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Community health wellbeing workers challenge an NHS based on clinical need

By Dr Johnny Marshall, OBE, council member, National Association of Primary Care
7 May 2024

Despite one of the NHS founding principles being that care should be based on clinical need the inverse care law still pervades the delivery of NHS services with significant health inequalities throughout England. Essentially, those who most need healthcare are the least likely to receive it. Addressing this sort of health inequality is good for all of our health as it results in social value and economic growth.

Having a principle that defines an equitable NHS specifically based on clinical need may sustain the very inequity it is trying to prevent. People are not defined by their clinical needs. They have much broader health and well-being needs around what matters to them. Healthcare only contributes to about 10% of a population’s sense of health with about 90% attributed to wider determinants of health such as lifestyle, education, poverty and social connection.

Simply focusing on people’s clinical needs without considering these wider aspects of health can result in an unnecessary or escalated healthcare solutions, such as hospital admission, to address a “clinical” need because of an unmet social need around personal care or safety. As hospital admissions are associated with a risk of hospital acquired “clinical” need through issues such as infection, decompensation or anxiety; such action is potentially harmful and those with the greatest social need are most likely to find themselves in this position.

An NHS focus on clinical need and healthcare can often result in a culture of dependency and reliance on professional care and support rather than enabling people to be advocates of their own health. Activated people are more able to manage their own health, less likely to require professional support and experience greater health for less NHS cost. By giving regard to the wider health needs within our populations we would be much better placed to support their improved health and wellbeing.

Because of this interdependency between our physical, mental and social health is it not time in a truly person-centred NHS to look beyond clinical need to what matters to people in the round and shape our support offer around that principle?

Achieving equity in such a principle would require a more progressive approach to health and wellbeing needs than currently exists within the NHS. While responsibility for addressing this problem does not lie completely within the control of the NHS, a greater emphasis on the proactive understanding of families’ health and well-being is a positive step that the NHS could adopt. Such an approach enables better access to formal prevention, diagnostic and treatment services resulting in better health outcomes and reduced health inequality.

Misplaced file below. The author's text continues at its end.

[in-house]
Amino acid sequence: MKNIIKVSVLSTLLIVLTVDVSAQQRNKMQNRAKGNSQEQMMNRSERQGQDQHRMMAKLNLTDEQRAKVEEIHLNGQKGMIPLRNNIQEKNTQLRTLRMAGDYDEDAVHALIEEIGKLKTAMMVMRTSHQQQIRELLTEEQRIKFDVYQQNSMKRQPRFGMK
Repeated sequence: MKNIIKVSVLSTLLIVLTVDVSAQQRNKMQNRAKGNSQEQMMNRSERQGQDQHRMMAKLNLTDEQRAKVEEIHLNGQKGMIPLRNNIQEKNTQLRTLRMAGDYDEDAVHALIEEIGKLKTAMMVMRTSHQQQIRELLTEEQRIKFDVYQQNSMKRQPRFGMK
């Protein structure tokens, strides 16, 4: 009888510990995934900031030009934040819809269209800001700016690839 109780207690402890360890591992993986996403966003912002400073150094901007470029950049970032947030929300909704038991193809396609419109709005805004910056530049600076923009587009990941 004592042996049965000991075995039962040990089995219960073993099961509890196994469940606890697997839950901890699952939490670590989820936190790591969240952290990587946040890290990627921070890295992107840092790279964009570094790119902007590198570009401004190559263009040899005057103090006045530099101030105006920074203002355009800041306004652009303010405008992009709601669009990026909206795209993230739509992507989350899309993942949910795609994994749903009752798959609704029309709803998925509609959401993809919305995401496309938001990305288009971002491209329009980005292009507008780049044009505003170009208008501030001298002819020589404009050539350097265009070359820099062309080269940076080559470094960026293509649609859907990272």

The adoption of integrated neighbourhood teams across the NHS presents an opportunity to look at this afresh. Based on evidence from Brazil, where there are 265,000 community health wellbeing workers (CHWW) working across 43,000 family health teams serving 209 million people, the NAPC, in partnership with Imperial Healthcare, has established a pilot of CHWWs in Westminster, which has now been extended to other areas around the country, to do just that.

CHWWs work with all the households in a defined local area, about 100 to 150, which they then visit on a regular basis. At the visits they deal with any pressing issues within households across their physical, mental and social health; thereby directly bridging the health and social care divide across the life course. They work with the wider system including primary care networks and local authorities supporting residents’ health around what matters to them.

CHWWs live and work within their communities, earning the trust, engaging with and supporting entire households across the spectrum of physical, mental and social health needs. They enable people, arguably those with the most need, to become participants, activated in their own health and care more effectively.

Individuals were recruited as CHWWs based on character not on qualifications; people who were natural problem solvers; had the right attitude; and recognised the need to be persistent, respectful and maintain confidentiality. 

It has taken up to a year to reach 70% of households who are ready to engage and trust the CHWW sufficiently for them to pick up on issues that were detrimental to health and wellbeing in addition to encouraging immunisation, vaccination, health screening and improved lifestyle choices.

Breakthroughs into health conversations are now occurring in complex families because the CHWWs support them with their more pressing concerns around the wider determinants such as housing, unemployment and antisocial behaviour. More importantly, these wider determinants are often the direct cause of the conditions which drive inequalities in physical, mental and social health. Addressing them will not only make room for prevention conversations but actively improve health and wellbeing. 

Strong leadership and support to CHWWs in the primary care networks and local authorities has been pivotal to the success of the scheme.

CHWWs present a very real solution to health inequality by challenging the principle of an NHS being based on clinical needs. In response to society’s greater awareness of issues of inclusion and how addressing them benefits us all perhaps this principle needs refreshing and more proactive person-centred support should be made available particularly to those with the greatest health and wellbeing needs through greater investment in initiatives such as CHWWs.

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